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Hallel •  is collection of six psalms: 113-118. The Jewish tradition remembers that King David wrote the Psalms.


•  is said on the three festivals: Pesah, Shavuot, and Sukkot. It is also said on Hanukkah (but not Purim), and most Jews also say it on Yom ha-Atzma’ut (Israel’s Independence Day) and Yom Yerushalayim (Jerusalem Day). •  is also said as part of the Passover Seder. •  is the oldest part of the siddur—a cycle of prayers that goes all the way back into the service in the Temple. •  is a group of psalms with really good melodies that are a lot of fun to sing. The Talmud (Pesahim 117a-118a) helps us understand the . It teaches that: •  is said when Israel is in danger and  is said when Israel has been rescued. This teaches us that we can call on God when we need help because God has been there for us in the past when we have needed help. •  traces the history of the Jewish people. It has five themes: (1) the Exodus from Egypt, (2) the crossing of the Reed Sea, (3) the giving of the Torah, (4) the giving of eternal life, (5) the coming of the Messiah. • We cannot change the order of the  because it tells a story that starts in the past, leads to the present, and has faith in the future. We believe that God will take care of us—because God has taken care of us in the past. 1

 Praised are You

 .1

ADONAI our God, Ruler of the Cosmos

 .2

Who made us HOLY with the MITZVOT

 .3

and made it a MITZVAH for us

 .4

to read the HALLEL.

  .5

HALLELUYAH (Sing praise to God)

 .6

HALLELU (Sing praise) God’s workers

 .7

HALLELU God’s name

 .8

Let God’s name be BLESSED

 .9

from now and beyond forever.

 .10

Psalm 113

Psalm 114

When Israel went out of Egypt

 .11

The House of Jacob

 .12

went from being a nation with a strange tongues

 .13

Judah became God’s Holy One

 .14

Israel became God’s domain.

 .15

The sea saw it and fled,

 .16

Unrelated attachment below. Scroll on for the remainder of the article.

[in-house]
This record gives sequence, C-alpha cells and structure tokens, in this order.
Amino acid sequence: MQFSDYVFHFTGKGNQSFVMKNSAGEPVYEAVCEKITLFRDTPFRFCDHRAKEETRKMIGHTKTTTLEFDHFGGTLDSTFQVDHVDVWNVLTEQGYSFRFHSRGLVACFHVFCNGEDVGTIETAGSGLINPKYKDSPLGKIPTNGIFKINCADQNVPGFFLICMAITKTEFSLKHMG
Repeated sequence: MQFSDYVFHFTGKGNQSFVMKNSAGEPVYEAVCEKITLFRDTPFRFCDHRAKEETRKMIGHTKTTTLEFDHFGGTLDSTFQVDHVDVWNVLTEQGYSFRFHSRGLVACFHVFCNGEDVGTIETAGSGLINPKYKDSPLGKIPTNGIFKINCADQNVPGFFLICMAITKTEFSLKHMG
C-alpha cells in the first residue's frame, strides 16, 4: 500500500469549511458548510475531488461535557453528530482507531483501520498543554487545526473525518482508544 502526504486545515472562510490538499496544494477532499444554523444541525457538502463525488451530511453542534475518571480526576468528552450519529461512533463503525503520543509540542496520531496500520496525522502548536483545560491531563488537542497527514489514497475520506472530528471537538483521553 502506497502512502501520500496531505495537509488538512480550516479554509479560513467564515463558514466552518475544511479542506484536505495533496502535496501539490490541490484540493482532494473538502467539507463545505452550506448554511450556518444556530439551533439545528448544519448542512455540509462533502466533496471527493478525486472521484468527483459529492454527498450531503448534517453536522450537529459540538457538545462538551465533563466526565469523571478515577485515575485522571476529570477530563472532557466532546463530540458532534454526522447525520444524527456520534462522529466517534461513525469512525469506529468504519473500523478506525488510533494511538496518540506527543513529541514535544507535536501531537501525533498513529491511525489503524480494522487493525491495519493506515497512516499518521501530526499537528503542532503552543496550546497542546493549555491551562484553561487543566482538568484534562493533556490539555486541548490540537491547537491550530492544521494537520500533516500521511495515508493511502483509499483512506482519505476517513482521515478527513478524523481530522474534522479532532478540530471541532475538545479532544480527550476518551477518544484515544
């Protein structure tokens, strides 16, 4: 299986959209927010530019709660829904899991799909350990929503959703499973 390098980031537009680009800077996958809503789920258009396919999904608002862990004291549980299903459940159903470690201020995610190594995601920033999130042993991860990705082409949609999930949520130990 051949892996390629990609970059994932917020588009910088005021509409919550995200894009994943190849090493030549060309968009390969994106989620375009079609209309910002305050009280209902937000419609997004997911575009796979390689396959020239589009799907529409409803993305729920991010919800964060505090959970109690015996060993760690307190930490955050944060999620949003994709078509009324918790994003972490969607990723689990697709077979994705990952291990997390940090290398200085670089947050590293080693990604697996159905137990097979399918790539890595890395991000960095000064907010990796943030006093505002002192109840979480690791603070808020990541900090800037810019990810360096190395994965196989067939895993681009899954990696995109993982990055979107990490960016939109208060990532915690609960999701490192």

the Jordan turned backwards.

 .17

The mountains leaped like rams,

 .18

the hills (leaped) like young sheep.

 .19

What’s with you sea that you flee?

 .20

Jordan why do you turn backwards?

 .21

Mountains why do you leap like rams?

 .22

Hills why (leap) like lambs?

 .23

The earth quakes at the presence of the Master

 .24

at the presence of the God of Jacob.

 .25

The One who turned the rock into a pool of water,

 .26

Turned the flint into a fountain of water.

 .27

Psalm 118: 19–20

Open the gates of righteousness for me

 .28

I will come in and give thanks to God

 .29

This is ADONAI’s gate,

 .30

the righteous will come in through it…

… .31

Please ADONAI save us!

 .32

Please ADONAI save us!

 .33

Please ADONAI give us success!

 .34

Please ADONAI give us success!

 .35

Psalm 118: 25

There are many traditions about the times that  was first said. These include: (a) Moses and Israel sang it when they came out of the Reed Sea; (b) Joshua sang it when the Canaanites threatened the people; (c) Deborah and Barak sang it when they faced Sisera; (d) Hezekiah sang it when Jerusalem was attacked by Assyria; (e) Hananiah, Misha’el, and Azariah sang it when Nebuchadnezzar threatened them; (f) Esther and Mordechai sang it when Haman wanted to destroy the Jews (Pesahim 117a). How can all of these moments be “the first time”? When else in Jewish history would be a good -saying moment? On the last six days of Passover we say only a shortened . A midrash explains why. After Israel crossed the Reed Sea safely they started singing . The angels joined in. God yelled at the angels, “How can you sing when my creations are drowning?” The angels stopped. During the seder we take drops of wine out of our Kiddush cup when we remember the suffering of the Egyptians during the plagues. We shorten the  on Passover for the same reason. How can we both celebrate and feel bad about the same victory?